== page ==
Extend – yourself

There’s nothing too remarkable about a school running an
after-hours club nowadays, but what about having a social worker,
doctor, dentist, and optician regularly on site? This was the
situation observed by Ty Goddard when he visited “full service
schools” in New York during half-term recently. Goddard, who is
Brighton and Hove Council’s strategic manager for schools in the
community, was there on business as Brighton and Hove was one of 25
local education authorities to be granted pathfinder status in
December 2002 for the extended school model (news analysis, page
14, 24 April).

In New York, the idea for full service schools really took off in
1992 when voluntary organisation The Children’s Aid Society had “a
shared vision of the improvement of the health of young people
along with improvement of standards of reading and writing”, says

Back in Sussex, he radiates enthusiasm about creating similarly
imaginative models over here: “Extended schools go beyond what’s
being done at the moment and encapsulate a vision of working with
the whole child with a range of health and social care needs. You
support the family and begin to work in a profoundly different way
with them, across agencies, with proper professional

With the amalgamation of children’s social services and education
services into a new directorate called children, families and
schools, Goddard believes the council is structurally better able
to work in partnerships and on a multi-agency basis – an essential
ingredient if extended schools are to be successful. On top of this
it is implementing a family support strategy, which will involve
developing area-based family support teams that will link in with
school inclusion activities and extended schools.

Brighton and Hove Council was at the forefront of work around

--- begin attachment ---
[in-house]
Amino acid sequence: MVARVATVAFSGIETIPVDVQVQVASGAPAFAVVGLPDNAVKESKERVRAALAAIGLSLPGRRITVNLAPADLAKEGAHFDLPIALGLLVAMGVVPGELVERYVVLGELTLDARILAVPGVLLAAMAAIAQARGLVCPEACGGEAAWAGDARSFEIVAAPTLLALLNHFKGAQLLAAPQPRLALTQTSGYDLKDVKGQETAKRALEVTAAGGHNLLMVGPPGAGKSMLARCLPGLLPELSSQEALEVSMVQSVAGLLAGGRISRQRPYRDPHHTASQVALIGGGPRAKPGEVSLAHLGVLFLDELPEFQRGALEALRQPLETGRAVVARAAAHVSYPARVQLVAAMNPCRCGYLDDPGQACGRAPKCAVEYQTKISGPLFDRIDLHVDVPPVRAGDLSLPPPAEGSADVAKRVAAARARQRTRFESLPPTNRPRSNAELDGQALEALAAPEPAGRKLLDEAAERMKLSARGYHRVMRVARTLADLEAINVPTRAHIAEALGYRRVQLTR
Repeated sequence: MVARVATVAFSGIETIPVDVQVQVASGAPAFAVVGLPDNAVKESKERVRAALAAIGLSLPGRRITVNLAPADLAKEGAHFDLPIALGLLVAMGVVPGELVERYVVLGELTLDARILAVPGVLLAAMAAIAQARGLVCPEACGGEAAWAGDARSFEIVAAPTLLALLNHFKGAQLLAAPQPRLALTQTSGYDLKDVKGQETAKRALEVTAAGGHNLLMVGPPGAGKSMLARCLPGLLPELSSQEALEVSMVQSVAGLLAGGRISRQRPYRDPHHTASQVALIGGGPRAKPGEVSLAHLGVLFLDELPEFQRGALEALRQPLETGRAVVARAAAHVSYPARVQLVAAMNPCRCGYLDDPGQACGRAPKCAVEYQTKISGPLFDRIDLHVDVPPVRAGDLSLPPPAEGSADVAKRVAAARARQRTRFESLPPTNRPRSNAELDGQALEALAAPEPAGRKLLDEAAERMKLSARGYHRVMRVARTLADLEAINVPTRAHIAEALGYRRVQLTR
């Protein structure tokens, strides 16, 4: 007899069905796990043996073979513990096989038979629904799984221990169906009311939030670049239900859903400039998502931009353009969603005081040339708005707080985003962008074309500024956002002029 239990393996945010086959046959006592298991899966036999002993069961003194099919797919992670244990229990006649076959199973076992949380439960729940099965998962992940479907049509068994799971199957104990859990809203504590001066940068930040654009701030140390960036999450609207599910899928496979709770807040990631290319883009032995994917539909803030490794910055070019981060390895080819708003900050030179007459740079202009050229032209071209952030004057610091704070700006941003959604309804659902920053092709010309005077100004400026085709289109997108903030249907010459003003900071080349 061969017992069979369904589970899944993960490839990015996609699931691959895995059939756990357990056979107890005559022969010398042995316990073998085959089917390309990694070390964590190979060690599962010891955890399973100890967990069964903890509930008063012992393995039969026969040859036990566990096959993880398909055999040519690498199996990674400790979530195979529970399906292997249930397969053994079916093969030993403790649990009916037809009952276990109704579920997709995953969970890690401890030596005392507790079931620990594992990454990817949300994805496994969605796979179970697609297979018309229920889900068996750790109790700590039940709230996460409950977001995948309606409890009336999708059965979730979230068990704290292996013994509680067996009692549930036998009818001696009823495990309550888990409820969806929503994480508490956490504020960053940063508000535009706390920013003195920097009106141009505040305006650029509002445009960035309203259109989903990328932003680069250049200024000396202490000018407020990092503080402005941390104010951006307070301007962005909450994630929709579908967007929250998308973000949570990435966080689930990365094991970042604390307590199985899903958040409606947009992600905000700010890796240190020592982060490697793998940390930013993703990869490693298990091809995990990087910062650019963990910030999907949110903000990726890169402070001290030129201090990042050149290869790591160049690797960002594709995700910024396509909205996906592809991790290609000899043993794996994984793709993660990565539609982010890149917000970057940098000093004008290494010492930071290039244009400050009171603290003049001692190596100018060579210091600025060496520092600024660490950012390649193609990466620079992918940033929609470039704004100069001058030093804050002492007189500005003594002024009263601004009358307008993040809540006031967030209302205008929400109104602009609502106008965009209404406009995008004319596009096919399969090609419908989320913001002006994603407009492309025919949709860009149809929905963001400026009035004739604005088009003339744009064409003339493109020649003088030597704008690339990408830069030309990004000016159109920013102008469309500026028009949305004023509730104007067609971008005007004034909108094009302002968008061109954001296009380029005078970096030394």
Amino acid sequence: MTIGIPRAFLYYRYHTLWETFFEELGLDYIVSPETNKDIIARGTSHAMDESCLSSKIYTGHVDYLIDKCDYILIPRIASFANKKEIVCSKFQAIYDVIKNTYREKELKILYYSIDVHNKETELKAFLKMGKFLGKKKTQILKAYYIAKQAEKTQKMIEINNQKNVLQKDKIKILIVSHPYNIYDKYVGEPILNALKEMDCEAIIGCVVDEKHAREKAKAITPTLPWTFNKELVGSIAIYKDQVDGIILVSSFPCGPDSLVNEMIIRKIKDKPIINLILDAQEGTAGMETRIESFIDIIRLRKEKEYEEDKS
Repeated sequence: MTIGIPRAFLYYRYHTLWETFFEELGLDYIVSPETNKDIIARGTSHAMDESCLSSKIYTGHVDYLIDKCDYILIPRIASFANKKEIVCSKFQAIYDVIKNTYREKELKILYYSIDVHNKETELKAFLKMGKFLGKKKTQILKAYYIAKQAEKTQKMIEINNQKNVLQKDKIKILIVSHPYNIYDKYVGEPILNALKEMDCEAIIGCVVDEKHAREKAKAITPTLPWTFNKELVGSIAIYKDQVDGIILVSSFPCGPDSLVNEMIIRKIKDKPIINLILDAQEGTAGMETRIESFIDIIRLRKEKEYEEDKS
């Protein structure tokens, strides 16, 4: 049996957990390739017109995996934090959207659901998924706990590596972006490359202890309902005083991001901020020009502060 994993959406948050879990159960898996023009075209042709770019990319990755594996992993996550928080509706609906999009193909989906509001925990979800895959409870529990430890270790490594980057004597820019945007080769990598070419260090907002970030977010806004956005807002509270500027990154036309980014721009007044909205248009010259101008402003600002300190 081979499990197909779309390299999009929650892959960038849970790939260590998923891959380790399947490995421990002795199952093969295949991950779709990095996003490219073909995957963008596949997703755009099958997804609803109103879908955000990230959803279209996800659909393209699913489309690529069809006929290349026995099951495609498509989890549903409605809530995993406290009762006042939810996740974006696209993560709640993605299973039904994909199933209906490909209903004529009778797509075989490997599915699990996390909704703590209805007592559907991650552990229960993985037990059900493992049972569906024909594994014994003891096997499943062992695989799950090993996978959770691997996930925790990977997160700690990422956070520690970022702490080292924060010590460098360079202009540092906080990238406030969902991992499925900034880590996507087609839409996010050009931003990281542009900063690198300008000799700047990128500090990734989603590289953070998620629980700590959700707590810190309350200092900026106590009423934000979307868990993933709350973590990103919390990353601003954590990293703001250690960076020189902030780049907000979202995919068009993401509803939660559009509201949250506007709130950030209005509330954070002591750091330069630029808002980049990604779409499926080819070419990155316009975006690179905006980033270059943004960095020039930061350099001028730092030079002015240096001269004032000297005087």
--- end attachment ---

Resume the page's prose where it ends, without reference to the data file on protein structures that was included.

extended schools after being picked as one of three pilot areas to
run demonstration projects between January and April 2002, funded
by the Department for Education and Skills. Five schools in the
area participated, including Bevendean primary school (see

Each of the five schools received £18,000 to be used at their
discretion, and additional money to evaluate the whole project. The
evaluation report by the University of Brighton in 2002 says:
“Improvements in attendance, motivation, behaviour, and achievement
were anecdotally reported, including pupil benefits of reduced
alienation, development of positive relationships with others and
development of interpersonal social skills.”

Following this, Brighton and Hove was one of 25 local education
authorities to be awarded pathfinder status. This brings in
£200,000 of new money to be spent on developing extended
school services in 17 schools, with an additional £25,000 to
develop child care projects.

Pathfinder money is being used for different purposes in different
schools. For example, at Whitehawk primary school, a community room
will be used for parent coffee mornings, workshops and talks,
family literacy, school nurse appointments, and child and
adolescent mental health services drop-ins, as well as by social
workers, a community paediatrician and a dental nurse among

Work is guided by the Schools Plus working group, which comprises
the five headteachers from the schools involved in the original
demonstration project. Goddard is clear that the leadership,
support and vision of the headteacher and governors are vital to
creating successful extended schools.

In several schools, part of the pathfinder involves having a
counsellor on site at certain times during the week. “Headteachers
told us that this would be of major importance for them,” says
Goddard. Some of the funding will be used to start up counselling
in a primary school in Portslade. Also as part of the pathfinder,
counselling for pupils is already being provided in Hove Park
secondary school and will be provided for parents at one primary

“Schools identified this as a huge need, because if we can help the
parents we can help the children too,” says Kim Crewe, counselling
co-ordinator for education settings at Hove Youth Advice Centre
(YAC), part of Hove YMCA. YAC is experienced in providing school
counselling and already works in seven secondary schools, 24
primary schools and two colleges in Brighton and Hove.